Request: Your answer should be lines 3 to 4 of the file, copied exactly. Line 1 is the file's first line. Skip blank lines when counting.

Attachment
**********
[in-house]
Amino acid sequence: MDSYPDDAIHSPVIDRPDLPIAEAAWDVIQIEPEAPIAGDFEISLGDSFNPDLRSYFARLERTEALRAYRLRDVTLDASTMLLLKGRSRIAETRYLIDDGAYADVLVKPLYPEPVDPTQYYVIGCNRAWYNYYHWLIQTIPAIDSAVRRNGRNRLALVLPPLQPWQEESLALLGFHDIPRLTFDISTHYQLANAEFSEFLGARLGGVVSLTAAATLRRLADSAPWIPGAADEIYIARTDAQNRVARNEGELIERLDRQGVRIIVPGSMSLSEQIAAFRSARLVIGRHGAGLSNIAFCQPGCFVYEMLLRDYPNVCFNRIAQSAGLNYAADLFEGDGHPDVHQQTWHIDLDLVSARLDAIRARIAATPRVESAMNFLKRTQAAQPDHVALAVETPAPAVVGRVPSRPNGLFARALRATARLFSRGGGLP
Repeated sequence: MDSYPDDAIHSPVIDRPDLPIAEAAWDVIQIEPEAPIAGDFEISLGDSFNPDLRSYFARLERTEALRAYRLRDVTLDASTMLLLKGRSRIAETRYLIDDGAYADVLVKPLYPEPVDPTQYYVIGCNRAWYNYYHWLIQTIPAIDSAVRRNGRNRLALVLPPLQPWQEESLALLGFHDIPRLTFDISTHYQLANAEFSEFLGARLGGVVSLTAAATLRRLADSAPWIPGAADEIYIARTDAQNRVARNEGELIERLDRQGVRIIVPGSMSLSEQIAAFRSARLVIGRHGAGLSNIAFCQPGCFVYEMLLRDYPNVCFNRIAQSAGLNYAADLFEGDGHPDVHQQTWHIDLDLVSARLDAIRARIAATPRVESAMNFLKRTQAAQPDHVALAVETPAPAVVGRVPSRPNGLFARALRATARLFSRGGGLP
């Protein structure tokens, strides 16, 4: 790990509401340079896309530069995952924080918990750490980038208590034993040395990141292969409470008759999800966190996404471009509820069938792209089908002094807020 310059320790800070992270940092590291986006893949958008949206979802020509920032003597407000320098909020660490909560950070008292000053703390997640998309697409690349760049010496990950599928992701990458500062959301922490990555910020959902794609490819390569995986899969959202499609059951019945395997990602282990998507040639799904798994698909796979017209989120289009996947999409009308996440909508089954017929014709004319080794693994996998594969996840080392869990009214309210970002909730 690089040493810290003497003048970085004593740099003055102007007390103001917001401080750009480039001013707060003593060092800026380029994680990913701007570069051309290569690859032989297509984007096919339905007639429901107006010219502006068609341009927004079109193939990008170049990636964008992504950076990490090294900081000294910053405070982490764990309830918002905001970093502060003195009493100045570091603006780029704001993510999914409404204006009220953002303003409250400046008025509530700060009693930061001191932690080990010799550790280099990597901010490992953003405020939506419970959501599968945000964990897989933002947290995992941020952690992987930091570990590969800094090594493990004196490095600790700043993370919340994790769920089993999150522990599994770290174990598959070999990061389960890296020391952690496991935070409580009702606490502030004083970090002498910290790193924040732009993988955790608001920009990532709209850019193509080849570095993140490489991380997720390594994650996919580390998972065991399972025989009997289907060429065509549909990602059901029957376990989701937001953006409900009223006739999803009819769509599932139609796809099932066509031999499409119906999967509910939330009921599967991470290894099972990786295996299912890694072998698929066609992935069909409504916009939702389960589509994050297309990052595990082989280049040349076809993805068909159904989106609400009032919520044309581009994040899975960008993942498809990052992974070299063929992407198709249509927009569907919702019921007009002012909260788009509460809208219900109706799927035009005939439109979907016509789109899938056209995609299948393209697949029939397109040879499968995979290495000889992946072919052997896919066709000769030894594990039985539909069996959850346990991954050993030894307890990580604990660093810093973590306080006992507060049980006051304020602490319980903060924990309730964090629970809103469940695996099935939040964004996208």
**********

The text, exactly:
Repeated sequence: MDSYPDDAIHSPVIDRPDLPIAEAAWDVIQIEPEAPIAGDFEISLGDSFNPDLRSYFARLERTEALRAYRLRDVTLDASTMLLLKGRSRIAETRYLIDDGAYADVLVKPLYPEPVDPTQYYVIGCNRAWYNYYHWLIQTIPAIDSAVRRNGRNRLALVLPPLQPWQEESLALLGFHDIPRLTFDISTHYQLANAEFSEFLGARLGGVVSLTAAATLRRLADSAPWIPGAADEIYIARTDAQNRVARNEGELIERLDRQGVRIIVPGSMSLSEQIAAFRSARLVIGRHGAGLSNIAFCQPGCFVYEMLLRDYPNVCFNRIAQSAGLNYAADLFEGDGHPDVHQQTWHIDLDLVSARLDAIRARIAATPRVESAMNFLKRTQAAQPDHVALAVETPAPAVVGRVPSRPNGLFARALRATARLFSRGGGLP
């Protein structure tokens, strides 16, 4: 790990509401340079896309530069995952924080918990750490980038208590034993040395990141292969409470008759999800966190996404471009509820069938792209089908002094807020 310059320790800070992270940092590291986006893949958008949206979802020509920032003597407000320098909020660490909560950070008292000053703390997640998309697409690349760049010496990950599928992701990458500062959301922490990555910020959902794609490819390569995986899969959202499609059951019945395997990602282990998507040639799904798994698909796979017209989120289009996947999409009308996440909508089954017929014709004319080794693994996998594969996840080392869990009214309210970002909730 690089040493810290003497003048970085004593740099003055102007007390103001917001401080750009480039001013707060003593060092800026380029994680990913701007570069051309290569690859032989297509984007096919339905007639429901107006010219502006068609341009927004079109193939990008170049990636964008992504950076990490090294900081000294910053405070982490764990309830918002905001970093502060003195009493100045570091603006780029704001993510999914409404204006009220953002303003409250400046008025509530700060009693930061001191932690080990010799550790280099990597901010490992953003405020939506419970959501599968945000964990897989933002947290995992941020952690992987930091570990590969800094090594493990004196490095600790700043993370919340994790769920089993999150522990599994770290174990598959070999990061389960890296020391952690496991935070409580009702606490502030004083970090002498910290790193924040732009993988955790608001920009990532709209850019193509080849570095993140490489991380997720390594994650996919580390998972065991399972025989009997289907060429065509549909990602059901029957376990989701937001953006409900009223006739999803009819769509599932139609796809099932066509031999499409119906999967509910939330009921599967991470290894099972990786295996299912890694072998698929066609992935069909409504916009939702389960589509994050297309990052595990082989280049040349076809993805068909159904989106609400009032919520044309581009994040899975960008993942498809990052992974070299063929992407198709249509927009569907919702019921007009002012909260788009509460809208219900109706799927035009005939439109979907016509789109899938056209995609299948393209697949029939397109040879499968995979290495000889992946072919052997896919066709000769030894594990039985539909069996959850346990991954050993030894307890990580604990660093810093973590306080006992507060049980006051304020602490319980903060924990309730964090629970809103469940695996099935939040964004996208």